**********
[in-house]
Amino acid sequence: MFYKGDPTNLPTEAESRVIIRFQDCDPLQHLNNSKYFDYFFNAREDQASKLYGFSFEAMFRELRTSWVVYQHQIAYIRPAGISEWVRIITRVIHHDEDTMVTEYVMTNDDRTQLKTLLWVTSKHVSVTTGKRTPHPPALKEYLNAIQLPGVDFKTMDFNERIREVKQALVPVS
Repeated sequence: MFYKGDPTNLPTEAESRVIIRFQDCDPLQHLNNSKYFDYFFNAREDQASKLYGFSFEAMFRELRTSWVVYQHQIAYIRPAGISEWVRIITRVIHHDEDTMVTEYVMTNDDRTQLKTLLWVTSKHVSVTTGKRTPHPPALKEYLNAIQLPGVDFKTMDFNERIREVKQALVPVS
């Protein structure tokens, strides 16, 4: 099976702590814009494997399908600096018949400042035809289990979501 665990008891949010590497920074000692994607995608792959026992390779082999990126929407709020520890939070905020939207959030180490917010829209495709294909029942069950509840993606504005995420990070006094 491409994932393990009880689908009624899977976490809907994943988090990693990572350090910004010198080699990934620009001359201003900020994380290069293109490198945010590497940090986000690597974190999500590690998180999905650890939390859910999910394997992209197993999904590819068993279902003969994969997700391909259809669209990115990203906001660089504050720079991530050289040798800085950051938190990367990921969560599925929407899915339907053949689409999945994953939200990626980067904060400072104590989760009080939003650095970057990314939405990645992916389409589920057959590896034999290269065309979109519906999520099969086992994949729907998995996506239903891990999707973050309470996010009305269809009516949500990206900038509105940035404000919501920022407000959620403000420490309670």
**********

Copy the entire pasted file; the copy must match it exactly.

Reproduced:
[in-house]
Amino acid sequence: MFYKGDPTNLPTEAESRVIIRFQDCDPLQHLNNSKYFDYFFNAREDQASKLYGFSFEAMFRELRTSWVVYQHQIAYIRPAGISEWVRIITRVIHHDEDTMVTEYVMTNDDRTQLKTLLWVTSKHVSVTTGKRTPHPPALKEYLNAIQLPGVDFKTMDFNERIREVKQALVPVS
Repeated sequence: MFYKGDPTNLPTEAESRVIIRFQDCDPLQHLNNSKYFDYFFNAREDQASKLYGFSFEAMFRELRTSWVVYQHQIAYIRPAGISEWVRIITRVIHHDEDTMVTEYVMTNDDRTQLKTLLWVTSKHVSVTTGKRTPHPPALKEYLNAIQLPGVDFKTMDFNERIREVKQALVPVS
């Protein structure tokens, strides 16, 4: 099976702590814009494997399908600096018949400042035809289990979501 665990008891949010590497920074000692994607995608792959026992390779082999990126929407709020520890939070905020939207959030180490917010829209495709294909029942069950509840993606504005995420990070006094 491409994932393990009880689908009624899977976490809907994943988090990693990572350090910004010198080699990934620009001359201003900020994380290069293109490198945010590497940090986000690597974190999500590690998180999905650890939390859910999910394997992209197993999904590819068993279902003969994969997700391909259809669209990115990203906001660089504050720079991530050289040798800085950051938190990367990921969560599925929407899915339907053949689409999945994953939200990626980067904060400072104590989760009080939003650095970057990314939405990645992916389409589920057959590896034999290269065309979109519906999520099969086992994949729907998995996506239903891990999707973050309470996010009305269809009516949500990206900038509105940035404000919501920022407000959620403000420490309670």